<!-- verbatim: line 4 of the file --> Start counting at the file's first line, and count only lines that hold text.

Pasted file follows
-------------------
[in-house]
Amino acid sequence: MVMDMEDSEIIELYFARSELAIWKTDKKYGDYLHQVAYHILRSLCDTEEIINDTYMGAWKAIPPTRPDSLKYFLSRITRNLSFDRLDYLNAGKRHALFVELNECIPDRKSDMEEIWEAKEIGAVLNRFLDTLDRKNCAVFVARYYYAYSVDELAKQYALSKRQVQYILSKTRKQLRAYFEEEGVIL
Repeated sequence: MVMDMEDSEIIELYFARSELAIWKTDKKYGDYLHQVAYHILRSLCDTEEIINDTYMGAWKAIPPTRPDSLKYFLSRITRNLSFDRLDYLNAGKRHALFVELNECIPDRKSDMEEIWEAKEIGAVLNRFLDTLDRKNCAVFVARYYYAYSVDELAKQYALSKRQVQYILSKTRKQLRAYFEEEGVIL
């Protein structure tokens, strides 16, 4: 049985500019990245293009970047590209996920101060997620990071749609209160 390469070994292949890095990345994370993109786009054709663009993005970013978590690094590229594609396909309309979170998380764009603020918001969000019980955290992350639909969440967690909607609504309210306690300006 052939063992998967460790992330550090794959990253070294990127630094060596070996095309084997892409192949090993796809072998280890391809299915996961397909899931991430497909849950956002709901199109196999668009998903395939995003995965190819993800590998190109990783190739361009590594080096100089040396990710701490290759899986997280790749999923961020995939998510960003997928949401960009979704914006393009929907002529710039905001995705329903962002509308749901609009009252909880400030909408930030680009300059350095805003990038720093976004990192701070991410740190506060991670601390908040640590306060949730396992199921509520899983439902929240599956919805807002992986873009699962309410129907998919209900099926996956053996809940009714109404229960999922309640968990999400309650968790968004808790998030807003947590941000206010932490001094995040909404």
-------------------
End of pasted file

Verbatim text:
């Protein structure tokens, strides 16, 4: 049985500019990245293009970047590209996920101060997620990071749609209160 390469070994292949890095990345994370993109786009054709663009993005970013978590690094590229594609396909309309979170998380764009603020918001969000019980955290992350639909969440967690909607609504309210306690300006 052939063992998967460790992330550090794959990253070294990127630094060596070996095309084997892409192949090993796809072998280890391809299915996961397909899931991430497909849950956002709901199109196999668009998903395939995003995965190819993800590998190109990783190739361009590594080096100089040396990710701490290759899986997280790749999923961020995939998510960003997928949401960009979704914006393009929907002529710039905001995705329903962002509308749901609009009252909880400030909408930030680009300059350095805003990038720093976004990192701070991410740190506060991670601390908040640590306060949730396992199921509520899983439902929240599956919805807002992986873009699962309410129907998919209900099926996956053996809940009714109404229960999922309640968990999400309650968790968004808790998030807003947590941000206010932490001094995040909404």